Laurie Anderson

Ian Collins Norwich Theatre Royal (Norfolk and Norwich Festival)

Ian Collins

Norwich Theatre Royal (Norfolk and Norwich Festival)

This was a blissful and blistering show by a performance artist who has been the epitome of cool for three decades even though blazing with fury.

Resigned to the fact that she wasn't going to sing O Superman - and Lou Reed wouldn't be duetting with his new wife on Perfect Day - I was blown away by the Homeland song cycle which our heroine is taking around the world before an album release next year.

As ever the Anderson target is American might and manipulation - stating/singing her critical case in voices mimicking Joni Mitchell and Leonard Cohen, a sinister minister and a Greek chorus. Nasa's former artist in residence moves from lament to lullaby to ceilidh, while noting that the stars can't be hurt by us (or the US).

Surreally placed amid a trio of old jazzers on viola, bass and keyboards, and scores of votive candles, the mistress of computer banks and toy violins produces a mix moving with a slow fuse towards incendiary conclusions.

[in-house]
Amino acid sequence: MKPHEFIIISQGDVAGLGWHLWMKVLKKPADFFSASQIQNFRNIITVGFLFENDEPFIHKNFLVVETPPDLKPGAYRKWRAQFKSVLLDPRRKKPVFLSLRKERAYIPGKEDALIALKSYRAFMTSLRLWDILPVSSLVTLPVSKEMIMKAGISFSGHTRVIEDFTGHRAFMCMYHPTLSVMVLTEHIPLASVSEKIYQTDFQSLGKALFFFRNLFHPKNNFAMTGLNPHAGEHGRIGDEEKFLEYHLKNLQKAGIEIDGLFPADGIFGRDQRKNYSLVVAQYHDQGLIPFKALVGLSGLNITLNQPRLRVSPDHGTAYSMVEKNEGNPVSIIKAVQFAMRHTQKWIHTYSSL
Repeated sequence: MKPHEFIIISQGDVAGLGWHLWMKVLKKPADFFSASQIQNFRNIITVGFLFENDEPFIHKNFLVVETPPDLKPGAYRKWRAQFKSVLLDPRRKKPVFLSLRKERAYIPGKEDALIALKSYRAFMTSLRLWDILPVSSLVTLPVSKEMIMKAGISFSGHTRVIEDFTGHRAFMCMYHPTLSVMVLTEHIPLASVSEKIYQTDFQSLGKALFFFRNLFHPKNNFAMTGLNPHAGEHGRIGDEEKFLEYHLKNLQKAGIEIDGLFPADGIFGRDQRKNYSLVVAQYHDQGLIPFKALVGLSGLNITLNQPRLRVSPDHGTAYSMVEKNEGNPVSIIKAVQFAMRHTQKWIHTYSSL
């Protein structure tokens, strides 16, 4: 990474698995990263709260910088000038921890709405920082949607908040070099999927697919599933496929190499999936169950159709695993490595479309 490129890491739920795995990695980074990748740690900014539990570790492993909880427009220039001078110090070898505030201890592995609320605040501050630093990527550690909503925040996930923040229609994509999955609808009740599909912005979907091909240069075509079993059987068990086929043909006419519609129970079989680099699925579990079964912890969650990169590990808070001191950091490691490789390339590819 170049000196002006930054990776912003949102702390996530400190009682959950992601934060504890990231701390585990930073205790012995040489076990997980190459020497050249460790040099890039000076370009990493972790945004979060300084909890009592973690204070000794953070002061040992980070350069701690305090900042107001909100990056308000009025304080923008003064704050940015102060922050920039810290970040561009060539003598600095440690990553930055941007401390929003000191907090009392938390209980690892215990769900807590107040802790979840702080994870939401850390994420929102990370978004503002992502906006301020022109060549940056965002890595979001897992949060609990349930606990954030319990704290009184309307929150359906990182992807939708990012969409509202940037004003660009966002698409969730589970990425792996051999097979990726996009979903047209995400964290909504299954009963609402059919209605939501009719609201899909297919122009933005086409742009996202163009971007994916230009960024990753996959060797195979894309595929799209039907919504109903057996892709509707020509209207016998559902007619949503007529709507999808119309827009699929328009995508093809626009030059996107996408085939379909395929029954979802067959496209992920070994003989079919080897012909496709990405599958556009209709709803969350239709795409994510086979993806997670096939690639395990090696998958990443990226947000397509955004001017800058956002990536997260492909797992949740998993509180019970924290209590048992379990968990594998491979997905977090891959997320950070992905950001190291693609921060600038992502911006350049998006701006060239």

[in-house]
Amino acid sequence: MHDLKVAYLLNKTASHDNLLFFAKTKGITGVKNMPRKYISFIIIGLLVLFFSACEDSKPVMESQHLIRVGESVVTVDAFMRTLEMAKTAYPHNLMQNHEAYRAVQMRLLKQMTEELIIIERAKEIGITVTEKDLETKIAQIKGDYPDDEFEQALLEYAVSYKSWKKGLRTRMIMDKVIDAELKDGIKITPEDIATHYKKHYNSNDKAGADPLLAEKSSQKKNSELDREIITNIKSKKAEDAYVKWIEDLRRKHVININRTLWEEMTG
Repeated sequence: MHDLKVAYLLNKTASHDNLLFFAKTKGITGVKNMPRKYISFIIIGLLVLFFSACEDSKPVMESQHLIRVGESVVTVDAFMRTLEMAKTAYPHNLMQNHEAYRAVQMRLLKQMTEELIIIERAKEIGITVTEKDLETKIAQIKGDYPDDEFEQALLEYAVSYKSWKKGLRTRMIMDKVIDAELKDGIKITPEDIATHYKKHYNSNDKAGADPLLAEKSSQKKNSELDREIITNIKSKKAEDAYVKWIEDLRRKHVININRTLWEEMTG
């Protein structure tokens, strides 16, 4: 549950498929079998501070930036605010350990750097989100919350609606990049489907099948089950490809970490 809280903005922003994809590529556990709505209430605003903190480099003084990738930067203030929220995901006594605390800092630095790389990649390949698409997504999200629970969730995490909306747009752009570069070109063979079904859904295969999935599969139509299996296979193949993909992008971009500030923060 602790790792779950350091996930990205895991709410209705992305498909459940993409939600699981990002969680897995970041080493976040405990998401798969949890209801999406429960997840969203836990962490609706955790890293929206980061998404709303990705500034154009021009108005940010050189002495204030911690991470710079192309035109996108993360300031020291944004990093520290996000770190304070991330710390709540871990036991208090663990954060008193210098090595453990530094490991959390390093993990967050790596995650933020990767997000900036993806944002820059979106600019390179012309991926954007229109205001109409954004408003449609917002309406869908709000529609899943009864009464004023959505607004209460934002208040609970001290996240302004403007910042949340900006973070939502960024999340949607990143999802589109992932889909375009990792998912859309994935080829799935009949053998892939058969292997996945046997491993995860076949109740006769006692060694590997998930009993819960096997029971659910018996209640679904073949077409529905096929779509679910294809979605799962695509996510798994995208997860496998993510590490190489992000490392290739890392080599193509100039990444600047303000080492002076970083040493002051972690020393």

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And just as the melodic menace is undercut by shifts from African beat to Irish jig, a general pessimism gains fresh poignancy with some great jokes.

What fun to recall Ann Richards, the sassy Texan governor displaced by George W Bush, puncturing a campaign urging the state's women to carry handguns in their purses with the words: “I'm no sexist but there isn't a single woman in Texas who could find a gun in her handbag!”

Being wed to the world's unlikeliest husband hasn't blunted the sad, sardonic tone of Anderson's lyrics as in The Lost Art of Conversation: “I pretend that you love me/ You pretend that you care/ I pretend that I'm happy/ You pretend that you're there.”

No pretence needed. Norwich loves Laurie Anderson.